Oedipus Rex Essay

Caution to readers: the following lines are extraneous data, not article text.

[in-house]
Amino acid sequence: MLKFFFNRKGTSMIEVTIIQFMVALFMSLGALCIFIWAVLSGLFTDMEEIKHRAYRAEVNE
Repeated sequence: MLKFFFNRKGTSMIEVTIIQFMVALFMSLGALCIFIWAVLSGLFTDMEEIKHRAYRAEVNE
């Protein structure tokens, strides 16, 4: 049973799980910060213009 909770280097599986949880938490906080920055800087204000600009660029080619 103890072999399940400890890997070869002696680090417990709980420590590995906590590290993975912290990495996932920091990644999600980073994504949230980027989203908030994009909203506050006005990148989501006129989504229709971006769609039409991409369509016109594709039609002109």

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Brittany Woodard Dr. Almquist ENG121- Section 06 16 September 2009 To Be or Not To Be Sophocles, the author of Oedipus Rex, defines the qualities of a true leader. True leaders are not necessarily through bloodline; instead, they are judged by their actions and deeds. Because Oedipus was born into royalty, is he a true leader? The answer is contradictory. Throughout the play, Oedipus is widely concerned with his idealized image as the savior of Thebes. He is introduced in the play as a hero, and he is pressured by the citizens and priests of Thebes to maintain that image. Although it may seem contradictory to argue that even though Oedipus is acting on his own self-interest by taking upon the role as Thebes’s savior, he is selfless in doing so. At the start of the play, Oedipus is viewed as the hero of Thebes and is forced to maintain his image when the priest enjoins him to save the plague-ridden Thebes. Oedipus then responds: My poor children, what you desire is known and not known to me, for I see well that everyone is sick, and being sick, still, not one of you is as sick as I am. For your pain comes upon the individual, one by one, to each man alone and no other, but my souls groan for the city, for me and you together. […] I would surely be an evil man not to do whatever the god reveals. (63-82) In this speech, Oedipus takes upon himself the role of saving Thebes, not only for the benefit of the people but also for himself. Despite his self motivation to preserve his idealized image, he displays all the qualities of a notable leader when he quickly sends for Tiresias to help him deal with the both the sufferings of the people and the murder of Laius. In this moment, he shows compassion for his people, a desire for justice, swiftness in thoughts and in actions, and obedience to the gods’ wishes. However, when

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